Powerful worship, passionate softball on day 3 of DR mission
Sunday, December 14, 2014
Powerful worship, passionate softball on day 3 of DR mission

Lipscomb associate athletic director Brent High checks in with a report on Day 3 of the baseball team's mission trip to the Dominican Republic.

Sunday was a day none of us will ever forget.

We began the day with a breakfast of French toast, hard boiled eggs and an assortment of fruit including papapya, pineapple and cantaloupe. The good people at Mission Marte have taken extremely good care of us when it comes to meals.

We had the blessing of worshipping with the Iglesia Cristiana Cuerpo de Cristo in Navarrete where Michel is the minister. One of our team members, Samuel Montoya, preached the sermon in Spanish. While we didn’t know most of the songs, we did recognize “Mighty to Save” and “Come Now is the Time to Worship” and sang along in English. They had a baby dedication and several responses when the invitation was given. When it was time to give money, everyone went to the front of the building and put their contribution in a basket. Communion was a very meaningful time. The energy and love of the people at the church was evident.

Lunch consisted of grilled chicken, fried plantain, some kind of local root and fruit.

We knew that Michel had arranged some kind of softball game after lunch with the locals. We were not quite prepared for what we saw when we came down the hill to the field.

Let’s just say that all that was missing was Shoeless Joe Jackson, Moonlight Graham, Kevin Costner and a corn field.

Not one, but two adult fastpitch softball teams were there in full uniform ready to play our guys. They had been warming up for quite a while. There were two umpires in full gear and uniforms. A crowd of probably 300 was on hand.

After some welcoming remarks by one of the Dominican team’s managers, we shared a time of prayer. Then it was time to play.

Our guys played extremely hard and extremely well. Grant Massey set the tone, leading off the game with a ground-rule double that bounced over the left-field fence made of old tires. Michel was the pitcher for our team. His brother Melchor was the catcher. They were both incredibly good. We made several stellar defensive plays in the field and were able to string together enough hits to score four runs. Our defense held on in the bottom of the fifth and final inning to secure a 4-3 win.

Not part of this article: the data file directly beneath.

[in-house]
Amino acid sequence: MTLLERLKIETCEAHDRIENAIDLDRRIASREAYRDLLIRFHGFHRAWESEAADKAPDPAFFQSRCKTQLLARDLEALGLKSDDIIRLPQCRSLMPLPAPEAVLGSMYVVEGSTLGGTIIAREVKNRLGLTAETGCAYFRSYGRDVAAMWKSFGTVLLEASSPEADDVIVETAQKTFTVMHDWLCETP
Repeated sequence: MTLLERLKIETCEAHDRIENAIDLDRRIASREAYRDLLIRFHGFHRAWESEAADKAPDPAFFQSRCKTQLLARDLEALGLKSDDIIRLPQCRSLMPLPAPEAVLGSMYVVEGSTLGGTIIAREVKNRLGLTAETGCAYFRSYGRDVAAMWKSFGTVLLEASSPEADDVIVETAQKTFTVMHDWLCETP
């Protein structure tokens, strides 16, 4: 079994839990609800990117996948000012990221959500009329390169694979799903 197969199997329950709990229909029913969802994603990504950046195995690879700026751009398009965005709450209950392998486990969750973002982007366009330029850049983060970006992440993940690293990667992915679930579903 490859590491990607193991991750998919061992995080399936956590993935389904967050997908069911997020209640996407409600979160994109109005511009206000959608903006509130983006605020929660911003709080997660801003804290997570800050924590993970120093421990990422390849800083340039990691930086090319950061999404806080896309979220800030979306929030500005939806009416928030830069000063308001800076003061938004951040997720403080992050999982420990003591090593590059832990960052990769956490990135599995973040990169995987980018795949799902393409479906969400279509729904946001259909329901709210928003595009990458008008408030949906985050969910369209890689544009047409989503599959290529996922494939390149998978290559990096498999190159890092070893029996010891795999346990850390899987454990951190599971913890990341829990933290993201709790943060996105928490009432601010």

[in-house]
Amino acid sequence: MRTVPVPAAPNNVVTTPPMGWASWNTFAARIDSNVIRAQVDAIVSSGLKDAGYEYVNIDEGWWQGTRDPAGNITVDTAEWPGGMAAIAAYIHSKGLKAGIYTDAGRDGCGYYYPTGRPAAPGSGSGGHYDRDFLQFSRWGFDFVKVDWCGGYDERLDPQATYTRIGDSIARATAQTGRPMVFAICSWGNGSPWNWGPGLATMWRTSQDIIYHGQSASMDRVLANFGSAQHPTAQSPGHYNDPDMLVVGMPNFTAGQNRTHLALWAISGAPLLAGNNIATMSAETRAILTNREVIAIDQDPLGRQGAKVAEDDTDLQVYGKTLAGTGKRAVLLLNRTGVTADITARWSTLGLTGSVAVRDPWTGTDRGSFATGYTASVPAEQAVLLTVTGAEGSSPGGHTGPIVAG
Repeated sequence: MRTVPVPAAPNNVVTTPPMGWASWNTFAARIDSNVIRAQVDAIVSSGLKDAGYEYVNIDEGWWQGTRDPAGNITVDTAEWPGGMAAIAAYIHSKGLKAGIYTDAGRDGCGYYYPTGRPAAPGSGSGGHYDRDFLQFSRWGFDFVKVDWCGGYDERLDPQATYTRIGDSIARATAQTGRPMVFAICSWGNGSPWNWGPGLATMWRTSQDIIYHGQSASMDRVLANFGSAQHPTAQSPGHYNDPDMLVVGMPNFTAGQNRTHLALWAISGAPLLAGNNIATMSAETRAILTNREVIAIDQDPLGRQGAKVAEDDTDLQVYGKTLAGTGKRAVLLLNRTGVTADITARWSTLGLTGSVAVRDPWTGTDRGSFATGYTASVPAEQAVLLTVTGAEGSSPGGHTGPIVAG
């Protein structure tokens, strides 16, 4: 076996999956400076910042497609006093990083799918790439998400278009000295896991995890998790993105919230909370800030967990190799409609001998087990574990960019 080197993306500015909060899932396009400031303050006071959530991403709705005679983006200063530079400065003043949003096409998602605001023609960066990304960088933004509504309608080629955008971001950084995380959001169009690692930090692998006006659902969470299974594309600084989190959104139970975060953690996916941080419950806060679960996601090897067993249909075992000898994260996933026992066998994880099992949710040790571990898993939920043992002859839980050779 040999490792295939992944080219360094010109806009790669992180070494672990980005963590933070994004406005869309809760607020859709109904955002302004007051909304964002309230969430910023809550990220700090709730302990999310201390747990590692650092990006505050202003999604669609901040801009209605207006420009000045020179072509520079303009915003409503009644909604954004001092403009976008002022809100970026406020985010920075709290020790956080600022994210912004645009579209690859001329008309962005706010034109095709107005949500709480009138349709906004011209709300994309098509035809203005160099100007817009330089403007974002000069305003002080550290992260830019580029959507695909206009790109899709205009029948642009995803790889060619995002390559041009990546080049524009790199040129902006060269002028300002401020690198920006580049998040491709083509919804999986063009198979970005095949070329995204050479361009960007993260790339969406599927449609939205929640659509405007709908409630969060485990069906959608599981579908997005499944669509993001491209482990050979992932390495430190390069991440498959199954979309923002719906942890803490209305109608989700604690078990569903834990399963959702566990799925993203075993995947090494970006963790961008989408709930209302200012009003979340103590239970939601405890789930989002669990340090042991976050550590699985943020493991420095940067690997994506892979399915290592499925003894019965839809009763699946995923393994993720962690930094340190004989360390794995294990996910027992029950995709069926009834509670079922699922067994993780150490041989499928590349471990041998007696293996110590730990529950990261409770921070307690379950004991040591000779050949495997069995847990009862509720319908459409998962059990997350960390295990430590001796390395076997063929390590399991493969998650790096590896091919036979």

I don’t think the first team expected to lose. Their manager made multiple trips to the mound during the game to talk with his pitcher. They were yelling at each other after the loss. A bunch of college kids from the United States playing in shorts and tennis shoes had just taken it to them.

The two Dominican teams played each other in the second game. The team we had to play in the third and final game put a whoopin’ on the team we beat in game one. I think the final score was 6-0. Their pitcher was a 61-year-old fireballer that could locate three different pitches.

Michel threw another gem in the second game and made several incredible defensive plays himself. On one play it appeared that a line drive had hit him although he still made the out at first. Coach Forehand came out to check on him but Michel was quick to tell him he was fine. Our offense was highlighted by Jamie Young who hit an opposite-field, two-run bomb to left field. The good guys won game three 4-2.

Coach Forehand commented that today’s games were among the best moments he could remember in all of his years at Lipscomb. It was the perfect intersection of passion, purpose and relationships.

The guys entertained dozens of children again today. They carried them on their shoulders, spun them around by their arms, taught them how to whistle by cupping their hands, played catch with them and were just generally great in putting their interests above their own.

We had spaghetti and salad for dinner. It was scrumptious. After dinner we sang happy birthday to Jonathan Allison and ate birthday cake.

Shortly thereafter we gathered together to share and reflect on the first three days of the trip. Each and every person shared something meaningful they had seen or experienced on the trip. Hearts were opened. Voices cracked. Tears were shed.

Walls have already been broken down. Relationships have been born and others strengthened in our short time here. As I have said before, these trips always seem to have a built-in reset button for those that come. They give you a chance to reset your priorities, ask yourself what you need to change in your life, what you need to add, what you need to subtract, who you need to add, who you need to subtract.

The next three days we’ll return to working on the Field of Dreams. Our plan is to finish the backstop, build two dugouts, add permanent bases and a pitching rubber and generally get the playing surface in as good of shape as possible before we leave.

We hope relationships continue to be forged on that field. We want to equip Michel, Melchor and Mission Marte with the best possible baseball facility possible so they can teach baseball and have leagues.

Ultimately, our work is so much sweeter because what will happen on that field will matter in 500 years. Michel, Melchor and their amazing team of volunteers will use the greatest game in the world to build relationships with a new generation of kids and families. Then they will boldly, unapologetically tell them the greatest story in the world – of a man named Jesus who lived, died and rose again so that we can all play on a Field of Dreams together one day.


Almost there,



If you haven’t had a chance to contribute to our trip, we still need your help. Please visit www.lipscomb.edu/gift and designate your gift to the Dominican Republic-Baseball mission trip.